5 Escape Techniques From Professionals To Prevent Child Abduction:

  1. The Velcro Technique – Everyone knows what Velcro does and how it works. Demonstrate for your kids how to make like Velcro: Grab and hold onto something and do not let go. Show them how to grab a tree, a bike, a sign post, or something else to prevent being carried away. This technique makes it harder for the abductor to pull a child away in an attempted abduction.
  2. Stranger Danger Technique – Take your children somewhere where they can practice yelling as loud as they can. Show them how to yell as loudly as possible “Stop, Stranger!” Teach them what a stranger is and that anyone who is not their mother or father is a “stranger” if they are trying to take them somewhere without permission.
  3. Windmill or Swimming Technique – Help your children to practice rotating their arms in a big circle, preventing a would-be attacker from getting a grip on them. This position turns attackers arms inside out so they have a harder time grabbing hold of your child.
  4. The Noisemaker Technique – Again, take your children to a safe place where they can practice making as much noise as possible. Show them how to nake a lot of noise in as many ways as possible. Give them a whistle and teach them to blow on it anytime that they might be in danger. Show them how to grab other items bang on things, scream, be loud and call attention to themselves in any way they can to get help. Lots of noise can frighten an abductor and possibly shift the balance of power, allowing your child to escape.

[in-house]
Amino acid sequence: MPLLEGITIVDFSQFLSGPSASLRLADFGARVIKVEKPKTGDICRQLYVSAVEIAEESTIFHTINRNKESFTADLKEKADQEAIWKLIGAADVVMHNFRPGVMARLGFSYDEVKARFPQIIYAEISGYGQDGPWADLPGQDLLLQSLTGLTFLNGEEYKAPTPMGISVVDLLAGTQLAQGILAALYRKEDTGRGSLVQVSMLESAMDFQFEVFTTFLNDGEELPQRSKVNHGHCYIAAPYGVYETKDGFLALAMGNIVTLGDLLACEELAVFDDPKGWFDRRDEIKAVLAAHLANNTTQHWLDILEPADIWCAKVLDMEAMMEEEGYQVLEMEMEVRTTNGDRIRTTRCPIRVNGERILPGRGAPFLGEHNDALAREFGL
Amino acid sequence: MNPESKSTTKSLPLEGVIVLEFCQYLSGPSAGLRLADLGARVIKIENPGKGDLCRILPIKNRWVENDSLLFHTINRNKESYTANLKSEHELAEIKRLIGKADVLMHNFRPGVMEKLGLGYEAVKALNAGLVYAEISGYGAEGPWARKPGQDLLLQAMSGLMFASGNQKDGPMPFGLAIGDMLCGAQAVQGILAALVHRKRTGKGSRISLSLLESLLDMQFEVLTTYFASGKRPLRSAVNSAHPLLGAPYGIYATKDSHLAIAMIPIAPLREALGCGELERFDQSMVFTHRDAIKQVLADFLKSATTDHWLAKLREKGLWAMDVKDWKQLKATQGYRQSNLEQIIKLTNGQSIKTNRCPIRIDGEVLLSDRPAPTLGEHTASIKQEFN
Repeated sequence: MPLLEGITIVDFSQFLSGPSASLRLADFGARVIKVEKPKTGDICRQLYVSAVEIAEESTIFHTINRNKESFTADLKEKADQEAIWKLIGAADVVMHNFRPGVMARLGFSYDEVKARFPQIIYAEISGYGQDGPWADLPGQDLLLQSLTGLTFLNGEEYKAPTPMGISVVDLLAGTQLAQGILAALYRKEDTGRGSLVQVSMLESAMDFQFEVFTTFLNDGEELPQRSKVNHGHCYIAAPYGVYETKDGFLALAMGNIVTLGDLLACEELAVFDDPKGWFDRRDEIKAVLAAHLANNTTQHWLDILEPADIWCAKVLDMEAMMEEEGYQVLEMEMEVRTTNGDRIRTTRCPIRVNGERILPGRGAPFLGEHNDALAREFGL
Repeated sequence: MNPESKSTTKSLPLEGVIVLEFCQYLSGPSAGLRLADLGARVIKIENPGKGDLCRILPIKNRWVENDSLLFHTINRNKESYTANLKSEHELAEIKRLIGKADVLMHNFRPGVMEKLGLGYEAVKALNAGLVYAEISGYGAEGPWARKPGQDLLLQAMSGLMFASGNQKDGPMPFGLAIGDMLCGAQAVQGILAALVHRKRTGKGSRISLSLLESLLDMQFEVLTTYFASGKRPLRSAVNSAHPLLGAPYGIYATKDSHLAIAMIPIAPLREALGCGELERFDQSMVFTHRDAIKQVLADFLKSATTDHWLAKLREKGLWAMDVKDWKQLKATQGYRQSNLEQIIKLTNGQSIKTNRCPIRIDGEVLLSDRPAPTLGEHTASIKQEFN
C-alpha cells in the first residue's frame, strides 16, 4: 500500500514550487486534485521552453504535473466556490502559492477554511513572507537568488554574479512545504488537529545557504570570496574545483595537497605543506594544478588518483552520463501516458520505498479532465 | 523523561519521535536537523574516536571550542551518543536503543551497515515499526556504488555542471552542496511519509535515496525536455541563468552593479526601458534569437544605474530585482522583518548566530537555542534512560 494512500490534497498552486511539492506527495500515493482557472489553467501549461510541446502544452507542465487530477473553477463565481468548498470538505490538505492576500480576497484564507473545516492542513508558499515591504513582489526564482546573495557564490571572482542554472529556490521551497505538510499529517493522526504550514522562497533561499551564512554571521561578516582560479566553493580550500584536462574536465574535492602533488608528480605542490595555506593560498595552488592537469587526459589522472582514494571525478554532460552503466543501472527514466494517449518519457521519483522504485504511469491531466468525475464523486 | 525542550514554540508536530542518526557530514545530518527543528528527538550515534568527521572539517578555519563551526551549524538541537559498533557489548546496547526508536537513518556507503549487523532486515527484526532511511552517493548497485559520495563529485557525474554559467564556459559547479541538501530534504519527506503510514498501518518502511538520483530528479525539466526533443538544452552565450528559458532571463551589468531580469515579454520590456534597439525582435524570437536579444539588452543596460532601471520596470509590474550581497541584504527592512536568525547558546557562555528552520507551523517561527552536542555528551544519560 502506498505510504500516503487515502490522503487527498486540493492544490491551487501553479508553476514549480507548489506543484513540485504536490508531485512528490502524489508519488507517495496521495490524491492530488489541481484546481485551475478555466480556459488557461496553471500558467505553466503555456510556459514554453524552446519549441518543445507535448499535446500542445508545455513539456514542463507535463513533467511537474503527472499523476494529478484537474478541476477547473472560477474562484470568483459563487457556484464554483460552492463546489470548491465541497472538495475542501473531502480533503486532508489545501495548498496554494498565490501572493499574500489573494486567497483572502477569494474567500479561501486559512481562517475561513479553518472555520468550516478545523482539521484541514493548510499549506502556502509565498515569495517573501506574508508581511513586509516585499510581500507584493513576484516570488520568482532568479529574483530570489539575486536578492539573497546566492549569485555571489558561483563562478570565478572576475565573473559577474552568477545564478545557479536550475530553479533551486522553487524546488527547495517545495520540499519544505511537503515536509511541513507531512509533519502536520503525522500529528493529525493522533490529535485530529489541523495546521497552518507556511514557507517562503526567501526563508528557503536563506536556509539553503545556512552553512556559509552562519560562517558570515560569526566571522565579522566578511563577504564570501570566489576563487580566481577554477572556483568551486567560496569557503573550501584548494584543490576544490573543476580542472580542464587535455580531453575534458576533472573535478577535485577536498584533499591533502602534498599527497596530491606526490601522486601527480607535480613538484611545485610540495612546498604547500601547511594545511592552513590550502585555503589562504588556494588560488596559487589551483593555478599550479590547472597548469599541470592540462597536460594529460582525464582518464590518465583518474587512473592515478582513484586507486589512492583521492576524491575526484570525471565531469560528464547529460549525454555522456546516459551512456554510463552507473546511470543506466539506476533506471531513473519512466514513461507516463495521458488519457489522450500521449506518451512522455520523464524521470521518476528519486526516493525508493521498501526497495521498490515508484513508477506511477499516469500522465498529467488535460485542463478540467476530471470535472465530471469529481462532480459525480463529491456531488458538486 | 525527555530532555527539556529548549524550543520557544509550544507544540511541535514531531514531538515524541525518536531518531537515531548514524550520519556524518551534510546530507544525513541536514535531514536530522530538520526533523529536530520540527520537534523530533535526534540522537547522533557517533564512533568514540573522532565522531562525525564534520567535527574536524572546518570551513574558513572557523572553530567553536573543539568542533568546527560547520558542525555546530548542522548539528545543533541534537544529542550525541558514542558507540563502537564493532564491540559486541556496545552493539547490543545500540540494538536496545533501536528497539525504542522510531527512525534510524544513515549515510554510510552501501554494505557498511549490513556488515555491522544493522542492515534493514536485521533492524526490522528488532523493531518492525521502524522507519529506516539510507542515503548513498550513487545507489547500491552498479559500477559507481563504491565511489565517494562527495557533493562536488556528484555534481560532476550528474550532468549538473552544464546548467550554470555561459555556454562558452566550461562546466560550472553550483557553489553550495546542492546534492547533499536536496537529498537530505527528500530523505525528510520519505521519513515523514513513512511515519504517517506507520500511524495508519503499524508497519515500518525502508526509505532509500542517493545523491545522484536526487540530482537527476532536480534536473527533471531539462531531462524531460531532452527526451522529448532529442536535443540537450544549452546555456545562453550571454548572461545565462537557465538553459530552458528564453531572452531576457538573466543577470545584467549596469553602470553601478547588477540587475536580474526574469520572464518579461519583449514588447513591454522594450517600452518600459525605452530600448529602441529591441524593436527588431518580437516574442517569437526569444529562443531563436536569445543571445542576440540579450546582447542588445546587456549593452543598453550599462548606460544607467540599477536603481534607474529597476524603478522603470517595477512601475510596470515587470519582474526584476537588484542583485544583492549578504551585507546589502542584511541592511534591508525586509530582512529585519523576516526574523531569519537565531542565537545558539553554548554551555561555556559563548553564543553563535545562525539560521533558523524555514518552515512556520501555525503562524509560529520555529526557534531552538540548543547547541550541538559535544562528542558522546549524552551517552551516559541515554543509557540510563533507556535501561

5. Car Escape Techniques – Experts suggest that there is a three-hour window of opportunity if an abductor manages to get your child into a car. Moreover, in many cases, the abductor usually does not hurt the child immediately. Consequently, experts believe that there is time to escape if your child remembers and is able to practice these methods of escaping:
    • Practice showing your child how to reach for the door and try to get out of the car as soon as possible when they are put into a vehicle.
    • Instruct your child to never be passive. If they are put into a four-door car, show them how they can jump in the backseat and try the backdoors quickly.
    • Teach your child that if they are placed in a trunk, they should never panic. Show them how to look for a panel in the trunk that might come out when it is pulled or kicked. Instruct them on how to tear out wires to tail-lights and brakes. Removing or causing these parts to malfunction can potentially cause police to pull the abductor over.

For more information about child abduction, contact the National Center for Missing and Exploited Children, your local law enforcement or FBI office.

Any and all advice contained herein is intended only to assist parents and families with abduction of children. Nothing suggested in this article should substitute for common sense, police direction or other professional advice.

About The National Academy for Child Abduction Prevention Associates, LLC:

Founded in 2013 by Roy M. Doppelt, Esq., the National Academy for Child Abduction and Prevention Associates, LLC is an Academy of family law attorneys advocating prevention of child abduction through public education and professional collaboration. We believe that educating the public about kidnapping and its prevention is a paramount duty of attorneys who represent family law clients.

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